Rum Punch: Tracing 400 Years Of The Spiced Cocktail

Though today it’s more commonly associated with school dances or frat parties, the first mention of punch dates back all the way to 1632. But even this is only in a western context. Some believe that the word is derived from ancient Sanskrit or early dialects of Hindi, or perhaps even as far as ancient Persia. Whichever route the word took, the meaning is agreed as it translates to five to represent the five elements necessary to make a true punch. Sour, sweet, spice, water and of course, alcohol.

Historically, the spice that was most commonly used in punch was nutmeg and it was the popularity of the spice that brought this most valuable spice of the age from the east to the parlours of London and Paris. The long and arduous ship journeys that traders took to ferry it around the horn of Africa were the catalyst for the creation of the drink. 

Ale was a staple on board these ships to keep morale high and the sailors well-libated but as they entered the warmer climes of the Indian Ocean, their precious cache of ale began to turn and go flat. In their horror, these sailors turned to the local knowledge on the shores of the East Indies for a suitable replacement. And what they found there was punch.

Once the British sailors had acquired a taste for the spiced drink, it quickly spread through the western world, becoming a fashionable choice for artists and intellectuals of the age. The original alcohol used was often Arrack, made from the fermented sap of coconut flowers or sugarcane, and sometimes also with grain. But by 1655, rum from Jamaica had become the alcohol of choice and as the reach of the British empire spread across the Atlantic, Punch went with it.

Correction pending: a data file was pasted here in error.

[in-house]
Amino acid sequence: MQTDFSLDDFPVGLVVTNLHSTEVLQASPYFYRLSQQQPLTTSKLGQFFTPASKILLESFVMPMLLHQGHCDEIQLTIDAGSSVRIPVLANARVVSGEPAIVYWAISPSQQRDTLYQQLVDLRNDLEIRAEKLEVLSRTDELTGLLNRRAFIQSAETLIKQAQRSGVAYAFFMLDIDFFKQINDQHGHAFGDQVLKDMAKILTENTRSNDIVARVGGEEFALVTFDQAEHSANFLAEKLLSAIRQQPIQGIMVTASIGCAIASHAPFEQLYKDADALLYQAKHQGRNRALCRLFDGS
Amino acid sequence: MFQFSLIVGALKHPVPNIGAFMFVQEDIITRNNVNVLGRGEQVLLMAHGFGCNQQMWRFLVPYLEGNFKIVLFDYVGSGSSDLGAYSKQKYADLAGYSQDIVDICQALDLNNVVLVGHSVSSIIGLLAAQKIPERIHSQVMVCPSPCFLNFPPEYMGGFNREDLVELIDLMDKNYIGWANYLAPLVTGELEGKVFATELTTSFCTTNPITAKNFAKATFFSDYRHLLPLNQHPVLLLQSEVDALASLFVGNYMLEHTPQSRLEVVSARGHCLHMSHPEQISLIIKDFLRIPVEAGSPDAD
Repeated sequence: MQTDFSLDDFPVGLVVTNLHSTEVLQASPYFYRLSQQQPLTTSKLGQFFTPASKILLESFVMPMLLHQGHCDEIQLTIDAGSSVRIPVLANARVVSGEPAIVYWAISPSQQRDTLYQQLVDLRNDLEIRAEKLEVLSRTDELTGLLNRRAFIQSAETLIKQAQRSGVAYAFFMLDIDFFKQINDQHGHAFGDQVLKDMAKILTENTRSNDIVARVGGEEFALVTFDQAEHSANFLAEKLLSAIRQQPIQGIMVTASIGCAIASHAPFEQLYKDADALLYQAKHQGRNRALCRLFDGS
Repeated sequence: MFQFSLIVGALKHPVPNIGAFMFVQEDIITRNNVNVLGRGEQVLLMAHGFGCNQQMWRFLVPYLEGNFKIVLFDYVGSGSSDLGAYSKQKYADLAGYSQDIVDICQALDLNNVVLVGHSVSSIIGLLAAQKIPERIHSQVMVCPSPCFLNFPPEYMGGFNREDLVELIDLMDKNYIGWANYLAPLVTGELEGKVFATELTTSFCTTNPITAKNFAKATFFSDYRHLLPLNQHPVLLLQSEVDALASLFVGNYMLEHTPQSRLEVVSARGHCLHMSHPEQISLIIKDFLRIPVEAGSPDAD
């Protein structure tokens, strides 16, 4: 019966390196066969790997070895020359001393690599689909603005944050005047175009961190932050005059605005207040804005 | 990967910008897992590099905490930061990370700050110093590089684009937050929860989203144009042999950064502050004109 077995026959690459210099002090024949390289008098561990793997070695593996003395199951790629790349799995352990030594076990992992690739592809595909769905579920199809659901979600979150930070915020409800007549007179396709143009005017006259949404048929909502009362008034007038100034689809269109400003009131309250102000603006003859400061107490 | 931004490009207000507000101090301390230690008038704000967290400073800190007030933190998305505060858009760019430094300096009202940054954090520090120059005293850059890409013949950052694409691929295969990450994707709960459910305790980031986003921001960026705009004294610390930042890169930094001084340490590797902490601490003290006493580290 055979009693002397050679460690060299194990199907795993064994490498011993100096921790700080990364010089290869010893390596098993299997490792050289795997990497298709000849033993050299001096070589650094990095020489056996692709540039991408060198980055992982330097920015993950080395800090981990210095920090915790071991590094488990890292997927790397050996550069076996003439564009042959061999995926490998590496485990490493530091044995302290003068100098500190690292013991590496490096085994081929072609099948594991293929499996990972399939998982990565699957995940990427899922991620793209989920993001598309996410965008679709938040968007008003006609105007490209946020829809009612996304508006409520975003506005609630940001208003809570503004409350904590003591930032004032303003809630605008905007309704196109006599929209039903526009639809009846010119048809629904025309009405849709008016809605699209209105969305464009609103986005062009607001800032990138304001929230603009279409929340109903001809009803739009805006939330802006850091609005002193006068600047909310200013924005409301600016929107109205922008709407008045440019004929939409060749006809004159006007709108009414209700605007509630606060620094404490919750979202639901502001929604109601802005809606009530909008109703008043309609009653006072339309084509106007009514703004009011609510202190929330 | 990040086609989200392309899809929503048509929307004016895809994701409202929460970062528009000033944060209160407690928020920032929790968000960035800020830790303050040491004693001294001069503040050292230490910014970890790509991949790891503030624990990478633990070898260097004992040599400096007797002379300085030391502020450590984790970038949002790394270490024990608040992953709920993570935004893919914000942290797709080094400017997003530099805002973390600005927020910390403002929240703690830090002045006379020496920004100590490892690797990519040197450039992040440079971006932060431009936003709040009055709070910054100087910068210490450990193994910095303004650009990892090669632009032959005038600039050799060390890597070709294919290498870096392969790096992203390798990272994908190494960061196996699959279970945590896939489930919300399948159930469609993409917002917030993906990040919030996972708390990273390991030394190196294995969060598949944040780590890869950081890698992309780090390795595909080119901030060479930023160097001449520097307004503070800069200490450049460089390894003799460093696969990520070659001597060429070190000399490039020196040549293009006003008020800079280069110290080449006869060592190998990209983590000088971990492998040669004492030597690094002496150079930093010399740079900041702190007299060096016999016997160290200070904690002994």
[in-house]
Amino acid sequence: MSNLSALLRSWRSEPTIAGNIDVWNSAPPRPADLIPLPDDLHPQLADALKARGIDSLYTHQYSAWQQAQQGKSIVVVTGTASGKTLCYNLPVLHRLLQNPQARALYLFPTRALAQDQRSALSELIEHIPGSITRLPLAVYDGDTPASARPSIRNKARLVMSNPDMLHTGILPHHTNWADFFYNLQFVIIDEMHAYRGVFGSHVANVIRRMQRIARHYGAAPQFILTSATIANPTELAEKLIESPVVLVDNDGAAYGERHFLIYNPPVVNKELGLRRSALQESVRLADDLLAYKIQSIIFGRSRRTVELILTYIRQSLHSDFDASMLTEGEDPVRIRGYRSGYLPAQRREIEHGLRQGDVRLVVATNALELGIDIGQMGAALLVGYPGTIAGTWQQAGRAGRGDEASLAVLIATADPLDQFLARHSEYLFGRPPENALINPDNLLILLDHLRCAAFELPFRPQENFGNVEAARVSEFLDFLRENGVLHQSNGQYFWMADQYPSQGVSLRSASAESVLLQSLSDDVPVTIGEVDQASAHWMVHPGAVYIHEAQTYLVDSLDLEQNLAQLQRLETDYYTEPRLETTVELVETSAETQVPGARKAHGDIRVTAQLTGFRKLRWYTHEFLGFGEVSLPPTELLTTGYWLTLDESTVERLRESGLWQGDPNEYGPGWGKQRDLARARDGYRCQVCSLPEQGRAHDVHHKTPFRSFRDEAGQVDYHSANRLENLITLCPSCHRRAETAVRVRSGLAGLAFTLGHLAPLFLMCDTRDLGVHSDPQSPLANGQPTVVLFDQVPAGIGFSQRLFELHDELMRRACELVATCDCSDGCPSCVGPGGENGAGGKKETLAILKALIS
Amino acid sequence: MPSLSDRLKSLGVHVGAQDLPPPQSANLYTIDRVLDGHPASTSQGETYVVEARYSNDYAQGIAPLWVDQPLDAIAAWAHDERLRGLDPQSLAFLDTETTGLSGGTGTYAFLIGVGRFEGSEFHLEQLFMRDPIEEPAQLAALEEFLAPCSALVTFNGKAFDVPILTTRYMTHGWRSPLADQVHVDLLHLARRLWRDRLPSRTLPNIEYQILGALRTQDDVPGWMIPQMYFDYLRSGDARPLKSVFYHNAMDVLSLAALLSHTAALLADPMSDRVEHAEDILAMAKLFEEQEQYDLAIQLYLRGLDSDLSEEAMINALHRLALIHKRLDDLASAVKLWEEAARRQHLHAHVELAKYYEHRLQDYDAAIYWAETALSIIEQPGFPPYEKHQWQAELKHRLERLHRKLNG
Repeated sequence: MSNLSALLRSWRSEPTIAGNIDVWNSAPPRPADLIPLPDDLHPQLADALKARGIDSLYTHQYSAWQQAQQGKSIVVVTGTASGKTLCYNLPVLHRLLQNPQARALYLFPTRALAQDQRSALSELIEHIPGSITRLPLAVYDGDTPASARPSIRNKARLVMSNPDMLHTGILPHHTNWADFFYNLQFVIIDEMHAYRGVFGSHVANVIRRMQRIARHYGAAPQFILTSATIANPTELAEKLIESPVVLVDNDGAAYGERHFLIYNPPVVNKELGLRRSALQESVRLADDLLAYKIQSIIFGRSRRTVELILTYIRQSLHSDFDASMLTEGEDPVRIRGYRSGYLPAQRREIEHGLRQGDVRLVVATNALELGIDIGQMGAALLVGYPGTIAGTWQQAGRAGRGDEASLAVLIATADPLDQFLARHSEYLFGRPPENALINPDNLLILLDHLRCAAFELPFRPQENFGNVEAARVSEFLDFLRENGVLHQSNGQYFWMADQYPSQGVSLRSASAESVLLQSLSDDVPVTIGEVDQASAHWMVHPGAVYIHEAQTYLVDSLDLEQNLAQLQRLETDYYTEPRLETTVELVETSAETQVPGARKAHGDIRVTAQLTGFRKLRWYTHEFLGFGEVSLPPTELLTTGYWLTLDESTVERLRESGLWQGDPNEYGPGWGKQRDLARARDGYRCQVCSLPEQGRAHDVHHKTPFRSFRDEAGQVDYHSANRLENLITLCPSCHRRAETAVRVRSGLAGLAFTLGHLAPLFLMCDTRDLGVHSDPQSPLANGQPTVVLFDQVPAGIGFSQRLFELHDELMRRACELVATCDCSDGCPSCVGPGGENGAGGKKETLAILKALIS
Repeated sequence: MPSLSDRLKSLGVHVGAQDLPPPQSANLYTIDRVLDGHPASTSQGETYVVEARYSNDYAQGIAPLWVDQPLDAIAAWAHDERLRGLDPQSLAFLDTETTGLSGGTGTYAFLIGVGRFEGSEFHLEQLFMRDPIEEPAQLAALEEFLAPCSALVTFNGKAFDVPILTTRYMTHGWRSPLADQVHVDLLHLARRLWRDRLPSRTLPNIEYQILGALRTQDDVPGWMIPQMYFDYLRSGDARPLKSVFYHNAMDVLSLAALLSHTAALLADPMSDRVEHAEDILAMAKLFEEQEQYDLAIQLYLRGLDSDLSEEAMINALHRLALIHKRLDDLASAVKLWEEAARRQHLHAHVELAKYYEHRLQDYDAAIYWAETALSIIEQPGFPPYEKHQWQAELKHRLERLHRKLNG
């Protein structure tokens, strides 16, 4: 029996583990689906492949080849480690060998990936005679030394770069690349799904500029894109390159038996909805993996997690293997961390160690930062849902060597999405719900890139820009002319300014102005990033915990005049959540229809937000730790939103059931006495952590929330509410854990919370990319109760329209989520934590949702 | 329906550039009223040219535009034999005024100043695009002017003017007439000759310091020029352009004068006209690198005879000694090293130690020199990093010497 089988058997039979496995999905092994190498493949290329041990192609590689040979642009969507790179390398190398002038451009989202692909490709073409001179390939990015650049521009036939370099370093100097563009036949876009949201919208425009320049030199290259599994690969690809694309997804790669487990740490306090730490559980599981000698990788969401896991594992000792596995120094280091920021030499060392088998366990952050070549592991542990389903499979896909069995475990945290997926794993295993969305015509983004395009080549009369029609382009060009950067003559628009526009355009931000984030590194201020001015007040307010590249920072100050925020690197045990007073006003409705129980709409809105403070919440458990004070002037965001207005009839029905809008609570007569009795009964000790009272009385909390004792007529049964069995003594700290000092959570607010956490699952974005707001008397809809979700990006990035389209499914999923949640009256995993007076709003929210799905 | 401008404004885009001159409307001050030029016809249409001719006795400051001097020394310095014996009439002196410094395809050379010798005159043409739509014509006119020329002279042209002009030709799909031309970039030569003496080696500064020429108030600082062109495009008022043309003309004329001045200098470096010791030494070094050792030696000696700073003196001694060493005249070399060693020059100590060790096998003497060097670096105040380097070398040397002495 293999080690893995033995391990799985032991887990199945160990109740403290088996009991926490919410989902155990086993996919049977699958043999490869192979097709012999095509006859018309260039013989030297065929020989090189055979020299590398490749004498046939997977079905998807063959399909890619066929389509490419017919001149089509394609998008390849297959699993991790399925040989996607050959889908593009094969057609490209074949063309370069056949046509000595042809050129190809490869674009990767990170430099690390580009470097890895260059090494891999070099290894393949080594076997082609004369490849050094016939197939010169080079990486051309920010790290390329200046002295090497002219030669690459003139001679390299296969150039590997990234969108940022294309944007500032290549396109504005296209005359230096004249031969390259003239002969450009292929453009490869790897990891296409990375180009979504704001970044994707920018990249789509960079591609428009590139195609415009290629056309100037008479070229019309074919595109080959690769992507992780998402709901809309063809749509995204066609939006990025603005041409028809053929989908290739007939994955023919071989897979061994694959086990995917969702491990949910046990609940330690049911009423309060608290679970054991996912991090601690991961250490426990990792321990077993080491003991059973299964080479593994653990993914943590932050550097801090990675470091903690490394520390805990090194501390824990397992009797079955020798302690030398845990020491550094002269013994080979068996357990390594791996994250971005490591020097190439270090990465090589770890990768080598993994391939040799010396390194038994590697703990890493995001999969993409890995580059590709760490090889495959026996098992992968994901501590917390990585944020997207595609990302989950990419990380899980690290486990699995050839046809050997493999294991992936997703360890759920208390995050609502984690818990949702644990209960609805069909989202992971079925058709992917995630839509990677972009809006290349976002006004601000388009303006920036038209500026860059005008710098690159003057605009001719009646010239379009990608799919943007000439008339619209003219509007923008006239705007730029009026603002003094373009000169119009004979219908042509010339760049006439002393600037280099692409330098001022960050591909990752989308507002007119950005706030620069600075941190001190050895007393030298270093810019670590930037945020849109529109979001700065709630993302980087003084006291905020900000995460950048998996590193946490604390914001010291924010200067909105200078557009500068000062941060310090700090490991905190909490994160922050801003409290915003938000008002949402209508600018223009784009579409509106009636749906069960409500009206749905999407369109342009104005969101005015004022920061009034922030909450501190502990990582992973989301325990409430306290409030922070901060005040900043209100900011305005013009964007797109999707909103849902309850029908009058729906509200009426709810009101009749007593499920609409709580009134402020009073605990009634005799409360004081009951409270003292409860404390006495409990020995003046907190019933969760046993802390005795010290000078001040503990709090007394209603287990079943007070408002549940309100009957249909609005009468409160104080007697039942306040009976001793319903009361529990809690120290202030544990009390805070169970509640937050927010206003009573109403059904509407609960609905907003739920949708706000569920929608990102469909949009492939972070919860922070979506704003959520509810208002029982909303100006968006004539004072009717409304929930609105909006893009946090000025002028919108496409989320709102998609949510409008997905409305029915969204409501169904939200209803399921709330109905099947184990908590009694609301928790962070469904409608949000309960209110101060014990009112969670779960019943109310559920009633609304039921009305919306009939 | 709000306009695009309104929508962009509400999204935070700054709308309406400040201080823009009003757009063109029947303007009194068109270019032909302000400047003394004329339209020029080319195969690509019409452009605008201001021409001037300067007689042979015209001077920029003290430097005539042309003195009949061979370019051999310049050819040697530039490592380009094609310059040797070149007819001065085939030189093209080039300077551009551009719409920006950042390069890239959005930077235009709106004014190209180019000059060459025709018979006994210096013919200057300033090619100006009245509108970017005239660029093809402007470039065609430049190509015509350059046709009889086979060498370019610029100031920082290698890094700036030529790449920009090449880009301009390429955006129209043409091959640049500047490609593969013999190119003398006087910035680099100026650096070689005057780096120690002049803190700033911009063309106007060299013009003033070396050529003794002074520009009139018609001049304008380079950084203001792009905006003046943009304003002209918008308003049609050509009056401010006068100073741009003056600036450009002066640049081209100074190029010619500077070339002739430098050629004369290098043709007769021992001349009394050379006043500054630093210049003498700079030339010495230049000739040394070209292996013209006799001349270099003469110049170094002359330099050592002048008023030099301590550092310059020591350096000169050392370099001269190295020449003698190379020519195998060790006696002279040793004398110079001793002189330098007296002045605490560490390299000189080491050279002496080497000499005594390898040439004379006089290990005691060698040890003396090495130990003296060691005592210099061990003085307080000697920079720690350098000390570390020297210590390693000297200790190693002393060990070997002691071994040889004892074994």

According to an excerpt from a 1771 book by Pehr Osbeck, Olof Torén, and Carl Gustaf Ekeberg called ‘A Voyage to China and the East Indies’, they described the recipe for a traditional punch as so:

    “It is known to almost every one how punch is made; but, that it may be observed for the future where it is made to its greatest perfection, I will mention the true proportion of its constituent parts. To a quart of boiling water, half a pint of arrack is taken, to which one pound of sugar, and five or six lemons, or instead of them as many tamarinds as are necessary to give it the true acidity, are added: a nutmeg is likewise grated into it. The punch, which is made for the men in our ship was heated with red hot iron balls which were thrown into it. Those who can afford it, make punch a usual drink after dinner. While we stayed in China, we drunk it at dinner instead of wine which the company allowed the first table.”

Over the next few centuries, the drink began to adapt and evolve as per local ingredients and preferences, but the core concept remained the same and today, Rum Punch still has a great number of admirers from all over the world and has grown to be a classic cocktail for the ages.